Discussion on Support
On January 30, 2015, the American Youth and Policy Forum (AYPF) held a panel discussing the issue of foster care children emerging from the system at 18 and how organizations and departments in the United States can go about helping to prepare and support them during the transition. The panel included Michael Leach, Director of Independent Living within the Department of Children and Families in Tennessee; Cecilia Tran of California, Policy Analyst for The John Burton Foundation; and Ann Rossi, Department Analyst for the Michigan Department of Human Services.
According to AYPF, over 26,000 youth turn 18 and age out of the foster care system each year. Among them, 40% will experience homelessness and less than 10% will complete a four year college education . They will also deal with financial and emotional struggles. This makes these youth susceptible to trafficking.
AYPF found that 43 states have additional service for foster care kids to the age of 21, three states to the age of 19, two states to the age of 20 and 22, and only one state to the age of 23.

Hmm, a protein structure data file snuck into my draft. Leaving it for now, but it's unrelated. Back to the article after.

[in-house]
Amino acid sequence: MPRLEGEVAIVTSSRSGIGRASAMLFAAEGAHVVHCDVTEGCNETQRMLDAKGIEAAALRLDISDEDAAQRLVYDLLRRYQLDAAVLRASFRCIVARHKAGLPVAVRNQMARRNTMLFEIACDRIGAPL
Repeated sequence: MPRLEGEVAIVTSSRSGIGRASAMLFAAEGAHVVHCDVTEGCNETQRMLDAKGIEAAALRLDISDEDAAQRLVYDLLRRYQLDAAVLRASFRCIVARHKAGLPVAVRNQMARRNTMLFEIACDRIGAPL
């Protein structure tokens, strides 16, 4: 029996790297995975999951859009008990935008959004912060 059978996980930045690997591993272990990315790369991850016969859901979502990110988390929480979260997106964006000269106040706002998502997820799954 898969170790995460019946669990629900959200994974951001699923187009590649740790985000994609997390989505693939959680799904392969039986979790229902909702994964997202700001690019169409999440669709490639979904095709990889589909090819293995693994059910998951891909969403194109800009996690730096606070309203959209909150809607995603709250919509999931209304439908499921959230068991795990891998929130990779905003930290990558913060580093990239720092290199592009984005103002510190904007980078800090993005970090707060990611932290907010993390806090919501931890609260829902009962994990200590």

Working at the State Level
Michael Leach spoke about how Tennessee is working with foster kids at an earlier age so they are better prepared once they age out. They are developing better training for foster parents to properly care, educate, and help the kids who come into their home. For those who are exiting out of the foster care system in California, The John Burton Foundation provides housing and helps them learn how to live independently. During this time, some foster kids attend college. Ann Rossi is working in the state of Michigan to help those who enter college from foster care to adapt, do well in academics, graduate, and find employment.
What Can Be Done
We can help foster kids in our communities by simply reaching out to them; being a source of support and encouragement so they do not feel alone. Second, we can share our experiences, knowledge, and resources so they can learn from people they trust. Third, help direct youth by showing them opportunities that are available to them, including education, clubs, athletics, and jobs; activities and roles that are designed to encourage interests and prepare them for life beyond foster care and college.
Shared Hope International partners with Mission 21, an organization that provides training and support to therapeutic foster families who will provide specialized services to youth who have been trafficked. With programs like these and the help of the community, foster kids that age out of the system can be better prepared to live a life where they feel supported by those around them and pursue their goals.